Renewable energy should be “an absolute priority for the next Federal Government”, the Clean Energy Council said in a statement released ahead of the May 21 election.

The council’s statement came in response to the Intergovernmental Panel on Climate Change’s (IPCC) stark warning that rapid and deep emissions reductions are needed to secure a liveable future. The massive deployment of wind, solar and storage is the most efficient way of reducing emissions and containing temperature rises within 1.5°C.

In the leadup to the election, the council is advocating for Australia’s electricity grid to be powered by 100 per cent renewable energy by 2030. Achieving this would deliver emissions reductions of 44.5 per cent based on 2005 levels. “This isn’t an ambitious or difficult target; it’s the low-hanging fruit and should be an absolute priority for the next Federal Government”, said Clean Energy Council Chief Executive, Kane Thornton. “Canberra should be doing everything in its power to facilitate private investment in renewable energy.” 

Renewables now power 32.5 per cent of Australia’s electricity. This figure has almost doubled since 2017. But, the industry’s momentum is slowing, in part because of federal policy uncertainty.

The clock is ticking for the fossil fuel industry, says the council. The exit of ageing coal generators over the coming decade means that now is the time to accelerate clean energy investment. The incoming Federal Government must show leadership and unite industry, unions and communities to manage this inevitable transition. This is vital to ensure people and their communities do not get left behind. 

Climate change: Australia’s number one issue

Australia is an emissions behemoth. Yet, the country is highly vulnerable to the impacts of climate change. Australia is suffering extreme heat, wildfires, droughts and floods, and events are only expected to worsen. Rising temperatures are also threatening the country’s natural treasure, the Great Barrier Reef. As well as the environmental tragedy, this alone risks the estimated 60,000 tourism jobs that depend on the reef. For these reasons, officials have recently warned that climate change is the “greatest threat to the future and security” of Australia. 

Yet, Australia’s major parties continue to back the fossil fuels driving this climate breakdown. This is at complete odds with the science. It is also in stark contrast with the concerns of the electorate. In a survey of 97,159 respondents, Vote Compass data shows climate change is the number one most important issue for Australians. 

The latest Climate of the Nation benchmark report found concern about climate change is at an all-time high in Australia. The 2021 report, which tracks attitudes towards climate change, found that 75 per cent of Australians are concerned about climate change, and 82 per cent support the phase-out of coal-fired power stations.

The findings highlighted “just how isolated current Federal Government policy is from community sentiment”, says the Institute. Furthermore, the government’s continued inaction on climate means being accused of putting its citizens in danger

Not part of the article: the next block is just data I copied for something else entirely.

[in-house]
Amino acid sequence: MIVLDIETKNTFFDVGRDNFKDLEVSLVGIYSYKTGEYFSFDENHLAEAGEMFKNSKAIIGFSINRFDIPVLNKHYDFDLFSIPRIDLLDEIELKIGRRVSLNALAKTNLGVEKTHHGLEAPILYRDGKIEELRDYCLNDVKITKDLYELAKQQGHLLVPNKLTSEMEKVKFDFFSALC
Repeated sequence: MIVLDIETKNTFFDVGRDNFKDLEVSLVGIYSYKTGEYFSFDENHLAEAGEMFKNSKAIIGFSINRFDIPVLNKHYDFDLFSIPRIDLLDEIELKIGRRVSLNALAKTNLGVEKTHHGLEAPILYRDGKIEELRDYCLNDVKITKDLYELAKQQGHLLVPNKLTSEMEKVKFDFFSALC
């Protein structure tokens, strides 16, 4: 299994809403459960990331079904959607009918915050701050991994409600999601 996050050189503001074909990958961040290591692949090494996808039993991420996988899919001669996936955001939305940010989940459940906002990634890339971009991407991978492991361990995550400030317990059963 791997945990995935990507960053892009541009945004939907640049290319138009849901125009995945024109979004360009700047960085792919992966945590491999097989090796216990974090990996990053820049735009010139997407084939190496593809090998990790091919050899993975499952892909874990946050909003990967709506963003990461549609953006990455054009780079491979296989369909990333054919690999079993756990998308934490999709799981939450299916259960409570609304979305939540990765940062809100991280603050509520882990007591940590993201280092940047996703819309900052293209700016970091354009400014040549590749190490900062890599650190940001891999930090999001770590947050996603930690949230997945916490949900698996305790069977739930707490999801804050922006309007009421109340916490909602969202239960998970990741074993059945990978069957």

Increase clean energy investment

In recent years, Australia’s abundant clean energy resources have delivered an enormous economic boost to Australia. This is the result of unprecedented levels of investment in large-scale wind, solar and storage. There have also been record levels of installation of rooftop solar and household battery solutions in the country. 

“Renewable energy is here now and has been doing the lion’s share of reducing greenhouse gas emissions in Australia”, said Thornton. “It is a proven technology with enormous potential to reduce carbon efficiently and cost-effectively long into the future.”

But, continued policy uncertainty, combined with challenges connecting renewables to the grid, has stunted new large-scale clean energy projects. What’s more, the level of financial commitments needed to power the transition has fallen by more than 17 per cent, from AUD $4.5 billion in 2020 to AUD $3.7 billion in 2021.

Clean Energy Council: Support renewables for a prosperous Australia

In February, the Clean Energy Council released a report with the roadmap for Australia to achieve 100 per cent clean energy by 2030. The report calls for strong government leadership to manage the clean energy transition and facilitate private investment. The policy recommendations are:

  1. Electrify Australia: Power the Australian economy and industry with wind, solar, hydro, bioenergy and battery storage
  2. Empower customers and communities to make the switch to clean energy
  3. Build a strong, smart, 21st century electricity network
  4. Maximise the creation of quality clean energy jobs and a local supply chain
  5. Provide greater support and certainty for coal communities and industry as the phase-out of coal generation accelerates
  6. Modernise Australia’s energy market and its governance for the clean energy transformation
  7. Turbo-charge clean energy innovation
  8. Decarbonise Australian industries using clean energy
  9. Put Australia on a path to becoming a global clean energy superpower that exports renewable energy to Asia and beyond

These policies would “create thousands of new jobs, empower consumers, bring economic activity to regional communities, lower power prices and create the smart infrastructure of the future that can cement Australia’s place as a global clean energy superpower”, states the report. “When you support pro-renewable energy policies, you are voting for a prosperous Australia”, says Thornton.